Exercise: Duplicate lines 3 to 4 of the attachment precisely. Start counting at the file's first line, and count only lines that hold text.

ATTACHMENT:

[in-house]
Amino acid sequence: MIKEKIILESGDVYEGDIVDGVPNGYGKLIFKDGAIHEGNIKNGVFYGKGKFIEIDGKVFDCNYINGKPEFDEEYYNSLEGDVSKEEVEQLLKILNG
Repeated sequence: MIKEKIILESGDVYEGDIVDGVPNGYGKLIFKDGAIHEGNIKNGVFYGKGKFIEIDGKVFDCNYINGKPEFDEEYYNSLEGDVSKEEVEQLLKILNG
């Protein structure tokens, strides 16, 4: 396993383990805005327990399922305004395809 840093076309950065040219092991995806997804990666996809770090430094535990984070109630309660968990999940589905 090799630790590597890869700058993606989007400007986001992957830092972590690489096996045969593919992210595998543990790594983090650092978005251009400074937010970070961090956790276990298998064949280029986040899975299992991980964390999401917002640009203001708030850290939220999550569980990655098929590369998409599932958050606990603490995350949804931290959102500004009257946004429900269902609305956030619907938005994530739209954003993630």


Repeated sequence: MIKEKIILESGDVYEGDIVDGVPNGYGKLIFKDGAIHEGNIKNGVFYGKGKFIEIDGKVFDCNYINGKPEFDEEYYNSLEGDVSKEEVEQLLKILNG
């Protein structure tokens, strides 16, 4: 396993383990805005327990399922305004395809 840093076309950065040219092991995806997804990666996809770090430094535990984070109630309660968990999940589905 090799630790590597890869700058993606989007400007986001992957830092972590690489096996045969593919992210595998543990790594983090650092978005251009400074937010970070961090956790276990298998064949280029986040899975299992991980964390999401917002640009203001708030850290939220999550569980990655098929590369998409599932958050606990603490995350949804931290959102500004009257946004429900269902609305956030619907938005994530739209954003993630």